It has become increasingly clear that terrorist groups such as ISIS can extend their reach to American territory via the Internet. Using their own websites, Twitter, Facebook, YouTube, and other platforms, they lure young men and women to their mission—without having to risk the capture of foreign agents on U.S. soil. The Americans ensnared in ISIS’s net in turn radicalize others, send money to ISIS, and even carry out attacks.
Never before in our history have enemies outside the United States been able to propagate genuinely dangerous ideas on American territory in such an effective way—and by this I mean ideas that lead directly to terrorist attacks that kill people. The novelty of this threat calls for new thinking about limits on freedom of speech.
Consider Ali Amin, the subject of a recent article in the New York Times. Lonely and bored, the 17-year-old Virginia resident discovered ISIS online, was gradually drawn into its messianic world, eventually exchanged messages with other supporters and members, and then provided some modest logistical support to ISIS supporters (instructing them how to transfer funds secretly and driving an ISIS recruit to the airport). He was convicted of the crime of material support of terrorism and sentenced to 11 years in prison. Amin did not start out as a jihadi; he was made into one.
So, Eric Posner, what should be done?
Consider a law that makes it a crime to access websites that glorify, express support for, or provide encouragement for ISIS or support recruitment by ISIS; to distribute links to those websites or videos, images, or text taken from those websites; or to encourage people to access such websites by supplying them with links or instructions. Such a law would be directed at people like Amin: naïve people, rather than sophisticated terrorists, who are initially driven by curiosity to research ISIS on the Web.
The law would provide graduated penalties. After the first violation, a person would receive a warning letter from the government; subsequent violations would result in fines or prison sentences. The idea would be to get out the word that looking at ISIS-related websites, like looking at websites that display child pornography, is strictly forbidden. As word spread, people like Amin would be discouraged from searching for ISIS-related websites and perhaps be spared radicalization and draconian punishment for more serious terrorism-related crimes.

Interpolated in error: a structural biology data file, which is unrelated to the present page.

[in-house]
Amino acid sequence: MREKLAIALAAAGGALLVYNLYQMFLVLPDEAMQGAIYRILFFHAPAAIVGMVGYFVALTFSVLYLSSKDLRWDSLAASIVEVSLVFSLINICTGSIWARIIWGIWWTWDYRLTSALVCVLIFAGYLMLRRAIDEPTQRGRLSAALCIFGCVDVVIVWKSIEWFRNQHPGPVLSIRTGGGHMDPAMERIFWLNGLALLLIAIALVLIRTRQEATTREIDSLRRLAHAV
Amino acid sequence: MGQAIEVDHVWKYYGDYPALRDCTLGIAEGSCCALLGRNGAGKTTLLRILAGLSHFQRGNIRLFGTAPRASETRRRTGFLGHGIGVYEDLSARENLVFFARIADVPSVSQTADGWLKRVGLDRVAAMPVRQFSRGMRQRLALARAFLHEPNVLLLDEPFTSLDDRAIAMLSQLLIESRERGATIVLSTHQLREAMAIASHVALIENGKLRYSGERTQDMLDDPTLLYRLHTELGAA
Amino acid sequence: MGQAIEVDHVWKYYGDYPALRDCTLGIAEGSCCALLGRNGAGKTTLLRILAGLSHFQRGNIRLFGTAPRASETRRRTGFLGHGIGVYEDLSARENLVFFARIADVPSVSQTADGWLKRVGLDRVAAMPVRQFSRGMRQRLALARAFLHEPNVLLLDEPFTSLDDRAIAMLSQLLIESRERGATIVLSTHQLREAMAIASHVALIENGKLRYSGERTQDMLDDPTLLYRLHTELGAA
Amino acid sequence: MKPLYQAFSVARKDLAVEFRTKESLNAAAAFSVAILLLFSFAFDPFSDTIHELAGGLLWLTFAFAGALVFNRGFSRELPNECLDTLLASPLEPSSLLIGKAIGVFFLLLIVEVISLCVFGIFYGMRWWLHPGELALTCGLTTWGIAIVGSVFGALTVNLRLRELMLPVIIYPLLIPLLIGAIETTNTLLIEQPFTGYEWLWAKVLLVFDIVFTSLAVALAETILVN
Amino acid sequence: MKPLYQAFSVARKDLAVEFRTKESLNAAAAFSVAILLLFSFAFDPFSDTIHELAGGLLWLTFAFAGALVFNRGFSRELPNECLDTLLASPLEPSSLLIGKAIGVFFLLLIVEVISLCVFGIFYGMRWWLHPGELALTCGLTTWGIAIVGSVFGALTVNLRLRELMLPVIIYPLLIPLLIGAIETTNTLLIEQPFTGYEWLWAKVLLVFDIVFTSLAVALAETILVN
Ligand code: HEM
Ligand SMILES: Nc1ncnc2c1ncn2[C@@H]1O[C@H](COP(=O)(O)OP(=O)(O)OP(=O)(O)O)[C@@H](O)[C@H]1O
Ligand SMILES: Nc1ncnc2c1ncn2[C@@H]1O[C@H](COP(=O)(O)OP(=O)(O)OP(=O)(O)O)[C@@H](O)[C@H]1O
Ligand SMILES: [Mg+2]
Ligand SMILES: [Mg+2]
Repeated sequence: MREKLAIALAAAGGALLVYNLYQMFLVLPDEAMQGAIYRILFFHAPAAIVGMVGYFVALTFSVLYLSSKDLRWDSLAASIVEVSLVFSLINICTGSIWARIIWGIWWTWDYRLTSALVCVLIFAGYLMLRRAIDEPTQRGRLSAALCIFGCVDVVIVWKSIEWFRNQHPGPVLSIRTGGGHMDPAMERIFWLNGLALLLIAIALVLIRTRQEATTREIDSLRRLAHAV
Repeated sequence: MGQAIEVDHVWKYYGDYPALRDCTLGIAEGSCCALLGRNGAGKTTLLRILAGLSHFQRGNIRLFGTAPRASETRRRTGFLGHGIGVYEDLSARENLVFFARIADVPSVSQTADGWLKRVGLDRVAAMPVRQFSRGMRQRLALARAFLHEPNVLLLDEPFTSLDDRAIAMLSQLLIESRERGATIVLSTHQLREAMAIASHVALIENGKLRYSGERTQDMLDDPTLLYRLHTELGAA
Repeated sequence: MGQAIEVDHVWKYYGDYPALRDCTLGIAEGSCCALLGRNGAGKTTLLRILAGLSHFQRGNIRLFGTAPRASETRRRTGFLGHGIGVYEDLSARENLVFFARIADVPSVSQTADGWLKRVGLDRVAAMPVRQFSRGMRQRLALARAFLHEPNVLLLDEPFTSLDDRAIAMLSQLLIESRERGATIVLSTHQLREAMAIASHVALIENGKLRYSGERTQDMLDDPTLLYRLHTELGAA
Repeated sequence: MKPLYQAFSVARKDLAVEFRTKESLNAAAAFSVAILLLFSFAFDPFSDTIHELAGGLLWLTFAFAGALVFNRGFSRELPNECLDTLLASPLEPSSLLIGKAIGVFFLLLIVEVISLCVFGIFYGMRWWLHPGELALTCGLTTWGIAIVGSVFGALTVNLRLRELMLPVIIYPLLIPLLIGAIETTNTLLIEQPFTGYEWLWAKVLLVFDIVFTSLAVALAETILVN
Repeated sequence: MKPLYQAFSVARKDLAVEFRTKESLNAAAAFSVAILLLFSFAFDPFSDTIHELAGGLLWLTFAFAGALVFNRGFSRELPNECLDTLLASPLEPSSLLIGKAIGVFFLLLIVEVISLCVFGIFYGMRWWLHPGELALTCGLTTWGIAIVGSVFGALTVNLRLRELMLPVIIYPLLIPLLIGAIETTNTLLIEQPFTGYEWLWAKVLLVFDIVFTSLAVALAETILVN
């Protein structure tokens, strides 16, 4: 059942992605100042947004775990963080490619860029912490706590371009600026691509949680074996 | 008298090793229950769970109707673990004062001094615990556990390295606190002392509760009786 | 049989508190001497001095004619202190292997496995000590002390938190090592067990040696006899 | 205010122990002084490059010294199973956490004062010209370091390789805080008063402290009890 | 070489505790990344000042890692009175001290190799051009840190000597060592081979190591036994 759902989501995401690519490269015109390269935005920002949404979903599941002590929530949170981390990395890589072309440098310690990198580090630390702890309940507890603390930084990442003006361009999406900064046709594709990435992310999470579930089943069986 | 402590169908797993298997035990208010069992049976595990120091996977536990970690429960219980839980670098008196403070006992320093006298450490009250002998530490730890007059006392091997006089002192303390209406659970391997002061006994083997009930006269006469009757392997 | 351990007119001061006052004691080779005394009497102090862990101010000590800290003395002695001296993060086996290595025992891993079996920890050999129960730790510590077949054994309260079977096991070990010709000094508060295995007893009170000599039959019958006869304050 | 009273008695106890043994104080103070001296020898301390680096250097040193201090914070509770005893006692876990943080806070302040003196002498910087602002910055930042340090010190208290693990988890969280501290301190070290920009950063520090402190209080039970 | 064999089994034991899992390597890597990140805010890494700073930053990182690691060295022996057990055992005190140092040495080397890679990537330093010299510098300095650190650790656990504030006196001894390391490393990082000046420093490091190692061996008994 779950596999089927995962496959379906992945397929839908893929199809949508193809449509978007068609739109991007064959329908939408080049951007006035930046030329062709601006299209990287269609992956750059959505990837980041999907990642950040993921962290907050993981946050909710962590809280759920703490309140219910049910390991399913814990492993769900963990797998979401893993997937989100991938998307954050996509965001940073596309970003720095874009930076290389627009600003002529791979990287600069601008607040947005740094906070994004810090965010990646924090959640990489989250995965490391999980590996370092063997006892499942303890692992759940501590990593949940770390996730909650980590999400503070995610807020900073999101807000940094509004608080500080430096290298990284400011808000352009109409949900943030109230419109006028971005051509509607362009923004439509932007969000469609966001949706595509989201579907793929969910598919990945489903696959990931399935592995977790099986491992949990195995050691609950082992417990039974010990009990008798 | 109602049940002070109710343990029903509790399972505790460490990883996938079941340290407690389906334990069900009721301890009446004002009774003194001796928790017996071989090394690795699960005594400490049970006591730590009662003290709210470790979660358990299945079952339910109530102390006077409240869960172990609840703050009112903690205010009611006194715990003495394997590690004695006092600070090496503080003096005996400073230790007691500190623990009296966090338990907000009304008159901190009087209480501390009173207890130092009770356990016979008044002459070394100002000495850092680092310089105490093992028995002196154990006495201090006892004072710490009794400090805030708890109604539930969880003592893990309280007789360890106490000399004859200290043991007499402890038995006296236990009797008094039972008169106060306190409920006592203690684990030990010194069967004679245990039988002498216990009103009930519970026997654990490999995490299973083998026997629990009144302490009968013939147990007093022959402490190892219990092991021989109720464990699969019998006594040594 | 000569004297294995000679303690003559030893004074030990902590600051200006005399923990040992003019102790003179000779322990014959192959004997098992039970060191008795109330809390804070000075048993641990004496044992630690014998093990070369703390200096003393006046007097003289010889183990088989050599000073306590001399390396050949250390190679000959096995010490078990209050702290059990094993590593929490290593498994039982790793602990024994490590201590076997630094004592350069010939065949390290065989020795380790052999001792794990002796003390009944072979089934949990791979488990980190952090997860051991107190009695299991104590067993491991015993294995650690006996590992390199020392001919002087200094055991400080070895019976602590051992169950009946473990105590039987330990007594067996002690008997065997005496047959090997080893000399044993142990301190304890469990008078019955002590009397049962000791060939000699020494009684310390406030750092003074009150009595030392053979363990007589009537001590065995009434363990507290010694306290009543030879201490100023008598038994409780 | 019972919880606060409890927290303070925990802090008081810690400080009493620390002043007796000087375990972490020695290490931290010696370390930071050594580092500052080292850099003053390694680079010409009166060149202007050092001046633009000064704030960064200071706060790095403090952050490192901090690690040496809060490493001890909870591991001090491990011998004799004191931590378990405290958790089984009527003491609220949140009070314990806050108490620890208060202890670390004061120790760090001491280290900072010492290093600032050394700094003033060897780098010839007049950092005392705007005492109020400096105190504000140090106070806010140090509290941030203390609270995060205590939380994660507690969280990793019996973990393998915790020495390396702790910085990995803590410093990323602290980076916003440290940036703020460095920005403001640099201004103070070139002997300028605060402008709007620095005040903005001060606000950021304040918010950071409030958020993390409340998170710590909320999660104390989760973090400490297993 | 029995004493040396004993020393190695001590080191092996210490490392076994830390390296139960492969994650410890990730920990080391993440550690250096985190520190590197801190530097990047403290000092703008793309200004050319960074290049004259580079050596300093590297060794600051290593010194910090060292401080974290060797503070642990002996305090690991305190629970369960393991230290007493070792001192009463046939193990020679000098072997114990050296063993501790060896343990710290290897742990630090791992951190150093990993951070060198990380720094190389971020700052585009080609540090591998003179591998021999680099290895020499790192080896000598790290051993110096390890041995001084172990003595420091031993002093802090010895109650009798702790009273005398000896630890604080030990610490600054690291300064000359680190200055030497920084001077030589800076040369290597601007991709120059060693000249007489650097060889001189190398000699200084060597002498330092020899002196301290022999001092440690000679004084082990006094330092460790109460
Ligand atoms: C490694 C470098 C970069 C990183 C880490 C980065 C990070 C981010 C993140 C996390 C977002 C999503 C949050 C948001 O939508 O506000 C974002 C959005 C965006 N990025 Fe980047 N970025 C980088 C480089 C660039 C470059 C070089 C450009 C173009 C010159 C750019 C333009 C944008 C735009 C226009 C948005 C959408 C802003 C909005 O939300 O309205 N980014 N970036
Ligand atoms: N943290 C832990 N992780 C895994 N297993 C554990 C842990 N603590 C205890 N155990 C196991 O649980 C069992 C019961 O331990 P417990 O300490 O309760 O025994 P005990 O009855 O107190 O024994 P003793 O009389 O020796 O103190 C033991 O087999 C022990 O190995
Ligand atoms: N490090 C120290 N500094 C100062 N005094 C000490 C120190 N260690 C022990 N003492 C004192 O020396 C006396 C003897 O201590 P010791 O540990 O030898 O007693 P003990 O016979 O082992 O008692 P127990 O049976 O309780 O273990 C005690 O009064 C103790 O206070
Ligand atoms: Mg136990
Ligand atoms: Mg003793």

Let’s get this straight, then: rather than taking the war directly back to ISIS and eradicating this current incarnation of Islam’s war on the West, or restricting further immigration from Muslim lands, let’s abrogate the First Amendment and thereby turn it into an enumerated “right” of the federal government to pre-emptively monitor all Americans. What could possibly go wrong?
One worry about such a law is that it would discourage legitimate ISIS-related research by journalists, academics, private security agencies, and the like. But the law could contain broad exemptions for people who can show that they have a legitimate interest in viewing ISIS websites. Press credentials, a track record of legitimate public commentary on blogs and elsewhere, academic affiliations, employment in a security agency, and the like would serve as adequate proof.
Upgrading the secular priest class? Check!
The obvious problem with this law is that the courts could strike it down under the First Amendment. Under current doctrine, such an anti-propaganda law is unconstitutional because it would interfere with the right of people to receive or read political information—as would proposed laws that would require Internet companies such as Facebook and Twitter to remove ISIS-related propaganda from their websites. The Supreme Court has held that the government can ban political speech only when it poses an immediate threat to public safety, as when an orator encourages a crowd to go on a rampage. Speech that blasts the American constitutional system and praises America’s enemies has been held constitutionally protected time and again.
Surely, there are ways around the Supreme Court…
However, these rules go back only to the 1960s. Before then, in the United States, people could be punished for engaging in dangerous speech. The U.S. government prosecuted Nazi sympathizers during World War II, draft protesters during World War I, and Southern sympathizers in the Union during the Civil War. It’s common sense that when a country is embroiled in a war, it should counter propaganda that could populate a fifth column with recruits.* The pattern in American history—and, in the other democracies as well, even today—is that during times of national emergency, certain limits on speech will be tolerated. We do not currently face a national emergency comparable to a world war, but anti-propaganda laws may nonetheless be warranted because of the unique challenge posed by ISIS’s sophisticated exploitation of modern technology.
But like it or not, the West is engaged in a propaganda war with ISIS. Our own distaste for ISIS’s views should not blind us to the fact that it appeals to thousands of Americans. A narrowly tailored anti-propaganda law that reduced the ranks of homegrown jihadis would not only enhance public safety. It would also protect American Muslims like Ali Amin from the virus of ISIS’s ideology.
“Thousand of Americans,” eh? Gee, I wonder what almost all of them have in common. Let’s ask Ali Amin.